Definition: Systematically approaches an issue or question

Relates to: Generate Data-Driven Insight


  1. Understand your assumptions before approaching an issue or question.
  2. Look at problems from multiple perspectives or, better yet, engage multiple perspectives. Look at processes from a customer, supplier and other stakeholder perspectives as well as your own. 
  3. Know how long your activities take; use that knowledge to set goals for specific time periods (e.g., two staff meetings in a day).
  4. Become more conscious of what you are doing. To get the same understanding of your own work or productivity, keep a time log for a full week so you also capture the weekend — that’s when people tend to be less conscious of what they’re doing.
  5. Being more conscious with your work time is to plan out your hours; have a planning session at least once a week or a big one weekly and then smaller ones as projects get finished (i.e., if you want to make time for strategic thinking but you are “just too busy,” schedule the time).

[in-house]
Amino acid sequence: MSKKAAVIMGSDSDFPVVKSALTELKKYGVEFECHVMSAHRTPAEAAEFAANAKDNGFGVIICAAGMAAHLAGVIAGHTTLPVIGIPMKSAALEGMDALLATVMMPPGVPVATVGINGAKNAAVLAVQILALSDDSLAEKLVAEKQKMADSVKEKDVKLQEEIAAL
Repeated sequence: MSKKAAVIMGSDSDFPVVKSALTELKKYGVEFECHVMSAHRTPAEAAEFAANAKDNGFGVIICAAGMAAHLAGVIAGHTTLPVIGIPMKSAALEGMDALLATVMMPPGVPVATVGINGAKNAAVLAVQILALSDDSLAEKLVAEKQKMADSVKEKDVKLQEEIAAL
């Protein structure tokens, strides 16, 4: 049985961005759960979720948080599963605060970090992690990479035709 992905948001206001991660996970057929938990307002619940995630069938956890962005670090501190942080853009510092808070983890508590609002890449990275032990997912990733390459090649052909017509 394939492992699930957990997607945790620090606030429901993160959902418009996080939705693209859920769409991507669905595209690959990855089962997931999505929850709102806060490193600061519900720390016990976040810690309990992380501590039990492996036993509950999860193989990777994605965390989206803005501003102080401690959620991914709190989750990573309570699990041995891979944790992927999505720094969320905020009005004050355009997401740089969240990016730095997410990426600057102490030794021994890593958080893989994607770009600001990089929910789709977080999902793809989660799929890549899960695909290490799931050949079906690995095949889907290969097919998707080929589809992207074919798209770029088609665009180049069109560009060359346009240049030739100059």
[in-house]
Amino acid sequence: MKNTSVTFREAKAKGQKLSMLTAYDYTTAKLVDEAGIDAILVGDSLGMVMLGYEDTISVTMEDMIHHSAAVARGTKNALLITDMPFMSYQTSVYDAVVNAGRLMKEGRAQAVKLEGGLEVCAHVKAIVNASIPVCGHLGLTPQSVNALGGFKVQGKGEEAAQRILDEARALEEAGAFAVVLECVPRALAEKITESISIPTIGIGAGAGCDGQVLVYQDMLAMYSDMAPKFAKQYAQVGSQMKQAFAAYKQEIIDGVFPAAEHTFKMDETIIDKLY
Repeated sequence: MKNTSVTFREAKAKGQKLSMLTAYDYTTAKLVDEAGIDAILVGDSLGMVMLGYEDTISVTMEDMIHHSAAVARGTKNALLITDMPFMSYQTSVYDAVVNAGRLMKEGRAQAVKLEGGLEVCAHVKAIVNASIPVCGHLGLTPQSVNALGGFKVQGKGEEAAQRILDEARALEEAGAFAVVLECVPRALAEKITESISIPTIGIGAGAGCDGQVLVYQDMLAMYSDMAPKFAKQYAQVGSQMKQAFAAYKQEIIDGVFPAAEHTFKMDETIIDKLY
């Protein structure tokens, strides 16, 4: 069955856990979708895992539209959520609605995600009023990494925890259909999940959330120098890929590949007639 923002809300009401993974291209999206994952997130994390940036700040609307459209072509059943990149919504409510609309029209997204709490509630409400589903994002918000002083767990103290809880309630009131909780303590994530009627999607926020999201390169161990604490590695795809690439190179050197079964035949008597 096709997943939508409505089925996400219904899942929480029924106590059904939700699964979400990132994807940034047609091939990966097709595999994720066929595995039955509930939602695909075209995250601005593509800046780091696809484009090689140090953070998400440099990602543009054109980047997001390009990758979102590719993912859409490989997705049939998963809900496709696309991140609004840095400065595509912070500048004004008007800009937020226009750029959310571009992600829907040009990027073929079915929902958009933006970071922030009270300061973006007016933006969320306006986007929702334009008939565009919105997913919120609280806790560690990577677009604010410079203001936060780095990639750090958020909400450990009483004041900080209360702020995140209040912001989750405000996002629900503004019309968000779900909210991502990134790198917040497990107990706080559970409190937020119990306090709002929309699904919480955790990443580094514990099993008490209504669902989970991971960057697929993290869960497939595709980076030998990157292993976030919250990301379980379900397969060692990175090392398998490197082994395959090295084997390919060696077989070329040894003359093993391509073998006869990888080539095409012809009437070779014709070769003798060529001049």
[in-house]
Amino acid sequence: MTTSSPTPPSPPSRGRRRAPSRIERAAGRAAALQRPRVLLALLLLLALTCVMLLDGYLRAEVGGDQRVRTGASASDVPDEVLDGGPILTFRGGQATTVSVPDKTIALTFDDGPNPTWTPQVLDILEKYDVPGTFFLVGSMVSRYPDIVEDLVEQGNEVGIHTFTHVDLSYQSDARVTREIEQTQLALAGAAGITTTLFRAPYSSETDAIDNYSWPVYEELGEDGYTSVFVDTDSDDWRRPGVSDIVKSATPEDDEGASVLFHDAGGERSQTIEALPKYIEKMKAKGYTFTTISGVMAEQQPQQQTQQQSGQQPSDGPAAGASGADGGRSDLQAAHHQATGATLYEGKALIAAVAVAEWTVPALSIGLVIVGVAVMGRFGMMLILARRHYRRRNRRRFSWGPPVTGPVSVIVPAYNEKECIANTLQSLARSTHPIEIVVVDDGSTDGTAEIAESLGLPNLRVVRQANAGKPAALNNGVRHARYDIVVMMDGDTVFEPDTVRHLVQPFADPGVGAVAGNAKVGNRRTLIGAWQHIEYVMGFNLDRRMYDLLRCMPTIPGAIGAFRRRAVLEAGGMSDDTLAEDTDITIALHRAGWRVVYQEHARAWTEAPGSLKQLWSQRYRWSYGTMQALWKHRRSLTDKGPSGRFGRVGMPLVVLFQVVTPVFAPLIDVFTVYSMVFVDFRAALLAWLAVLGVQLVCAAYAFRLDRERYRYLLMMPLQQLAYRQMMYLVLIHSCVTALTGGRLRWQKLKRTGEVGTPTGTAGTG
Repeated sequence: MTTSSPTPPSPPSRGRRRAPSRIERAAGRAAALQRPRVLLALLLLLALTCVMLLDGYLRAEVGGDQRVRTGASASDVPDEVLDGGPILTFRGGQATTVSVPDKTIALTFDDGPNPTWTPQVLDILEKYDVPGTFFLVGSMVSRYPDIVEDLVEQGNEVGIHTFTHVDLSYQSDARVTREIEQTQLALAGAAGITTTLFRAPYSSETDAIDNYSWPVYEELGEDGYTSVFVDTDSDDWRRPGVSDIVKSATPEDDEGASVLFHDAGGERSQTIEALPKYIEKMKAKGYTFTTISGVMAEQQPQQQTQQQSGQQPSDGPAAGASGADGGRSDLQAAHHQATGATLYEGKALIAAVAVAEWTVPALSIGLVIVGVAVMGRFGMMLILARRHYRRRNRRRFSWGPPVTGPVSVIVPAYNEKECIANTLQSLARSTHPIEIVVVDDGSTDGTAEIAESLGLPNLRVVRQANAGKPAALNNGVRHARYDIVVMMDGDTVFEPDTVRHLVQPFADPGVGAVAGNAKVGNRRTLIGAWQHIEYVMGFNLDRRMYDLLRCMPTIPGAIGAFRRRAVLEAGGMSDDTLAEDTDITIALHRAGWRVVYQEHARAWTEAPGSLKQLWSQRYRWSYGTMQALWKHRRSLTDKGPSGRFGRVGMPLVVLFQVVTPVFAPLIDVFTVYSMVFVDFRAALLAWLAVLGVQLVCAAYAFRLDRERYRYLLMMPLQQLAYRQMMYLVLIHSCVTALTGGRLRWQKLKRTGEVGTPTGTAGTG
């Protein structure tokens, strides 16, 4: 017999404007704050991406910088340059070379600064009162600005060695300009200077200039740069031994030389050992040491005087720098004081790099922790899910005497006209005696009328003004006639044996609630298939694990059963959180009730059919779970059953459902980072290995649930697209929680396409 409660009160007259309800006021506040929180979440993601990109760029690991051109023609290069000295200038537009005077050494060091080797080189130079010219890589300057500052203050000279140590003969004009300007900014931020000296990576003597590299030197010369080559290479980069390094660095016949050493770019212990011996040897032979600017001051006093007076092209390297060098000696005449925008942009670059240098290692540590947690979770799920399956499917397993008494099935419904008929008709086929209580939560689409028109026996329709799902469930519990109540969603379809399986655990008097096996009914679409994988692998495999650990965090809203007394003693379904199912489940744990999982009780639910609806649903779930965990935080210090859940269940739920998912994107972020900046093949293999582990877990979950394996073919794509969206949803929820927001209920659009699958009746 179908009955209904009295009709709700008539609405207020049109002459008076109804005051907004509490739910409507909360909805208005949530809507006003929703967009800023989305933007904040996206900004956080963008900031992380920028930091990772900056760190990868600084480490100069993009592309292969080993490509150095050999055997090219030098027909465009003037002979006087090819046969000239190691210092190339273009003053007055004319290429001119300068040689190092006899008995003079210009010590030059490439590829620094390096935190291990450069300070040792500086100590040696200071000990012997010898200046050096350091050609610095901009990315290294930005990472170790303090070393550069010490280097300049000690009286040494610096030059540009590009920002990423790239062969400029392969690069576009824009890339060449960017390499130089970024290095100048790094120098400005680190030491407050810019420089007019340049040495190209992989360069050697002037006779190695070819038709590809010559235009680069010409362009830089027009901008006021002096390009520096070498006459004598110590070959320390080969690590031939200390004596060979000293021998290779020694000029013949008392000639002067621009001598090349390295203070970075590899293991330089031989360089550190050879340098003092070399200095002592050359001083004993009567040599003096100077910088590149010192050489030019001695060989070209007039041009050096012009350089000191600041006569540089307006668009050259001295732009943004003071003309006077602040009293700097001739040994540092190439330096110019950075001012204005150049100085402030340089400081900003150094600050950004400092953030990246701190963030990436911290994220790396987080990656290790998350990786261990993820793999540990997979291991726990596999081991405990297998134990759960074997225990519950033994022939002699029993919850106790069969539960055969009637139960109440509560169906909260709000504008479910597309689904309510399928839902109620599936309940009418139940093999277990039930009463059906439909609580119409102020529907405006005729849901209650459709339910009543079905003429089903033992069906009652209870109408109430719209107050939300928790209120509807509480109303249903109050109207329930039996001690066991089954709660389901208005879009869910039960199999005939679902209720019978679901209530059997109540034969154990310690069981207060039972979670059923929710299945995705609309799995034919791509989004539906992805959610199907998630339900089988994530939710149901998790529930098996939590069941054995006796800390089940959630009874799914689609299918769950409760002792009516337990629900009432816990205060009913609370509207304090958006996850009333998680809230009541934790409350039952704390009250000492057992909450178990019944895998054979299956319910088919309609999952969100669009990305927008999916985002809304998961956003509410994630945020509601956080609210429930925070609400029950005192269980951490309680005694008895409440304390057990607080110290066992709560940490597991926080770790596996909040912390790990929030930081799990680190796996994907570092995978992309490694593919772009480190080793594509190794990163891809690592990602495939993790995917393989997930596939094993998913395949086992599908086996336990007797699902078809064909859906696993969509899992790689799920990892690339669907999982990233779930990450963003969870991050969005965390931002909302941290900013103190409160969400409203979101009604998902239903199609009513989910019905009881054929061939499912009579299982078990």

6. You are more likely to reach your dreams as long as you set discrete, doable tasks for yourself — and then make sure you’re held accountable. First, break down big projects into small steps and try to limit yourself to tackling three to six a day.
  7. Remember checking email is not the same thing as doing “work.”
  8. Regularly review your workload for what can be more efficiently delegated, done at a different standard or dropped.
  9. Understand when "good enough is good enough." Don't work at a higher standard than the work requires - save that time and energy for what must be done at the highest standard.
  10. Look for bottlenecks and other holdups in procedures and reduce or eliminate them. 


Laura Vanderkam, What the Most Successful People Do at Work (New York: Portfolio/Penguin, 2013), 60.

"How to Become More Efficient and Detail-Orientated at Work." Lisa McQuerrey.